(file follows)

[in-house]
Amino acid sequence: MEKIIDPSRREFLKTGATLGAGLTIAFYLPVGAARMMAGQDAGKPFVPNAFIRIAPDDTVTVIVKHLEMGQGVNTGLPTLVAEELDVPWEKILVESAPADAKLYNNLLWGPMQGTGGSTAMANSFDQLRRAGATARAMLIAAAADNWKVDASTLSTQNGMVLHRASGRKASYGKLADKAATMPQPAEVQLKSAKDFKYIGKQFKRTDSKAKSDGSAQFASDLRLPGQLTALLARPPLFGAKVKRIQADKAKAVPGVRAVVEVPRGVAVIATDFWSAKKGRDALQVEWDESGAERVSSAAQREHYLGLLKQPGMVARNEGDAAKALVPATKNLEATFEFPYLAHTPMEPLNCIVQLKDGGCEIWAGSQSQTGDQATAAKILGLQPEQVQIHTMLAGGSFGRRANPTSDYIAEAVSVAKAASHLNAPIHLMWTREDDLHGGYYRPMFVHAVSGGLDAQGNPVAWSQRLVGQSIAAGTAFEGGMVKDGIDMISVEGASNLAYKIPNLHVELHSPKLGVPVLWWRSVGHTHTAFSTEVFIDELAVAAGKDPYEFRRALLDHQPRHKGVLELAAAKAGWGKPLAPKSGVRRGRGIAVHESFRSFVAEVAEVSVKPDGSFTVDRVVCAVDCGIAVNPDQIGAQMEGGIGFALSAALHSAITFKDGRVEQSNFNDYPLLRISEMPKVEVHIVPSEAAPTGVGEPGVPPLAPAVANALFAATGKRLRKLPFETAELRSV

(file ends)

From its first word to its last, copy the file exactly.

[in-house]
Amino acid sequence: MEKIIDPSRREFLKTGATLGAGLTIAFYLPVGAARMMAGQDAGKPFVPNAFIRIAPDDTVTVIVKHLEMGQGVNTGLPTLVAEELDVPWEKILVESAPADAKLYNNLLWGPMQGTGGSTAMANSFDQLRRAGATARAMLIAAAADNWKVDASTLSTQNGMVLHRASGRKASYGKLADKAATMPQPAEVQLKSAKDFKYIGKQFKRTDSKAKSDGSAQFASDLRLPGQLTALLARPPLFGAKVKRIQADKAKAVPGVRAVVEVPRGVAVIATDFWSAKKGRDALQVEWDESGAERVSSAAQREHYLGLLKQPGMVARNEGDAAKALVPATKNLEATFEFPYLAHTPMEPLNCIVQLKDGGCEIWAGSQSQTGDQATAAKILGLQPEQVQIHTMLAGGSFGRRANPTSDYIAEAVSVAKAASHLNAPIHLMWTREDDLHGGYYRPMFVHAVSGGLDAQGNPVAWSQRLVGQSIAAGTAFEGGMVKDGIDMISVEGASNLAYKIPNLHVELHSPKLGVPVLWWRSVGHTHTAFSTEVFIDELAVAAGKDPYEFRRALLDHQPRHKGVLELAAAKAGWGKPLAPKSGVRRGRGIAVHESFRSFVAEVAEVSVKPDGSFTVDRVVCAVDCGIAVNPDQIGAQMEGGIGFALSAALHSAITFKDGRVEQSNFNDYPLLRISEMPKVEVHIVPSEAAPTGVGEPGVPPLAPAVANALFAATGKRLRKLPFETAELRSV